The rock opera Jesus Christ Superstar combined emotionally wrenching music and lyrics employing contemporary idiom to speak to the post-hippie 1970’s generation in a radically new form that brought the story of Jesus alive for an idealistic, young, but largely secular and agnostic generation. Librettist Tim Rice and composer Andrew Lloyd Webber daringly presented the story of Jesus’ final days in contemporary terms, raising doubt about a number of Christian assumptions.
The first of these is the divine nature of Jesus. Jesus’ divinity is questioned at several points, but the most powerful doubt is presented in the title song. Sung by Judas after that disciple returns from the dead, the song asks, sarcastically and with some vitriol, if Christ is really what he thinks he is, and, if he is the Son of God, why he let things “get so out of hand.” When asked by Pilate if he is what his followers claim, Jesus answers that he is what they say he is. All is doubt, but Jesus’ prophecies about who will betray him and who will deny him do come true. Obversely, though Judas is resurrected, the opera ends short of the resurrection of Jesus. Indeed, Christ cries from the cross as a suffering human, calling out that he is thirsty and pleading for his mother.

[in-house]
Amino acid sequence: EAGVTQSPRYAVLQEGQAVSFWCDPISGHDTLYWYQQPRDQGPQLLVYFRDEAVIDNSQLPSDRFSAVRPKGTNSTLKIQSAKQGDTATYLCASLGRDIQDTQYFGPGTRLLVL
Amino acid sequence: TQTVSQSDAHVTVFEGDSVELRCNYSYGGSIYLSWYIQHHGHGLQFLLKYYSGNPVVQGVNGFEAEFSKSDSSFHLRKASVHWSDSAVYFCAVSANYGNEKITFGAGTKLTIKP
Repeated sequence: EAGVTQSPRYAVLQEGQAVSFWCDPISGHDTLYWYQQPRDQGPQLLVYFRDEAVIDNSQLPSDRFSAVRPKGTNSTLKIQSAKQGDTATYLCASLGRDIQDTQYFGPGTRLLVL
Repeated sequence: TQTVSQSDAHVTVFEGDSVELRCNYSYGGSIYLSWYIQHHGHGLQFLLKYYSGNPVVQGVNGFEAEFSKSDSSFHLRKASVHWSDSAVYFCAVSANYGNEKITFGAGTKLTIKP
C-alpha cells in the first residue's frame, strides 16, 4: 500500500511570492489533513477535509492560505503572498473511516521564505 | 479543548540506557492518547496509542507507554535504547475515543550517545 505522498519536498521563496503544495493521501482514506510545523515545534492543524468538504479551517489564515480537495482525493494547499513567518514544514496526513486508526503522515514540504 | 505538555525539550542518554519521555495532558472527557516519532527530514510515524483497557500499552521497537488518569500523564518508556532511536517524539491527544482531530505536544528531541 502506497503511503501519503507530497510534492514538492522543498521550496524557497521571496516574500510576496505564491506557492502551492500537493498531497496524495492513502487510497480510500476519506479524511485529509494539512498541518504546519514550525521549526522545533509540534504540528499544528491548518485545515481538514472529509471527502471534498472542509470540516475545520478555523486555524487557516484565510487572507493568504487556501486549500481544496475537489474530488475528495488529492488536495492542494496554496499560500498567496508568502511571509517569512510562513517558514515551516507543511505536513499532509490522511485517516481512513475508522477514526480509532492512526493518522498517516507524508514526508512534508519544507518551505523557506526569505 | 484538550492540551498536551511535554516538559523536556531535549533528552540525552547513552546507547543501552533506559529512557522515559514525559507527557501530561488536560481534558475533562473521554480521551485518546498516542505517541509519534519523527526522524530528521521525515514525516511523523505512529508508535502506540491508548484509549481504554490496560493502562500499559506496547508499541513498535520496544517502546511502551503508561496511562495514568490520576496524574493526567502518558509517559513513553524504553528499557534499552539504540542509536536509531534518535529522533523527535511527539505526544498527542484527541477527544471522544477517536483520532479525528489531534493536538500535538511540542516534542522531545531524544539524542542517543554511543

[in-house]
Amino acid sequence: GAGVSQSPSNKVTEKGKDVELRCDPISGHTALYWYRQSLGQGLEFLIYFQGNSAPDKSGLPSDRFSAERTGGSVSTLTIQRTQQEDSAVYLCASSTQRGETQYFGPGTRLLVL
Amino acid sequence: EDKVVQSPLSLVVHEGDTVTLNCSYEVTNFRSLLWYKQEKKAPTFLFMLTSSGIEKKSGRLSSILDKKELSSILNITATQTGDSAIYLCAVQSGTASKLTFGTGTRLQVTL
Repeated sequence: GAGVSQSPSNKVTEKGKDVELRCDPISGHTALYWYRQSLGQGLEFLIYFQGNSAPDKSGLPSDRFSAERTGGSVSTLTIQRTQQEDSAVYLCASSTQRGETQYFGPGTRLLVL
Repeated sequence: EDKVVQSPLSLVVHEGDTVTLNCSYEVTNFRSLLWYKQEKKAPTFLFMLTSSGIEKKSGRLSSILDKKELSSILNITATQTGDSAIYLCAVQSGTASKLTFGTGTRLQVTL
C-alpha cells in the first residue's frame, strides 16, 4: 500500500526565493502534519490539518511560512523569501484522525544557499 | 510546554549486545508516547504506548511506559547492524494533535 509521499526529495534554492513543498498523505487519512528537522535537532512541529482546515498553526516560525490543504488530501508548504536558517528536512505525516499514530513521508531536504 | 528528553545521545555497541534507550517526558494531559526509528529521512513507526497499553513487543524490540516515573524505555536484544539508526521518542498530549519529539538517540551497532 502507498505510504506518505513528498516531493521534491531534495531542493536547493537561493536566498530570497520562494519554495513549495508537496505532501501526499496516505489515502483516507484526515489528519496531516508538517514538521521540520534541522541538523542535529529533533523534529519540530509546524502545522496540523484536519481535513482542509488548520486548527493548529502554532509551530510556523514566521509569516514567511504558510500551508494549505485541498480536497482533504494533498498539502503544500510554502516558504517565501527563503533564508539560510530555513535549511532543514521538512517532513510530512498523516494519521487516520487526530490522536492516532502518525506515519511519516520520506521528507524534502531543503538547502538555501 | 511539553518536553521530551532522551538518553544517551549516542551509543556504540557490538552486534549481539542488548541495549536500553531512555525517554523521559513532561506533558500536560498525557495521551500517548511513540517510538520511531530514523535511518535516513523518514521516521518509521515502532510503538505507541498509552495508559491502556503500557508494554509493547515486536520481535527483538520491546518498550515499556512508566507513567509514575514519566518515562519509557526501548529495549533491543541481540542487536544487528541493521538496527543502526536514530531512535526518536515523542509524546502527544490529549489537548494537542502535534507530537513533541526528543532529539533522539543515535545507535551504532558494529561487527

The question of the relationship between Jesus and Mary Magdalene is raised throughout: Mary is seen comforting and caressing Jesus, but especially when she sings the powerful song...
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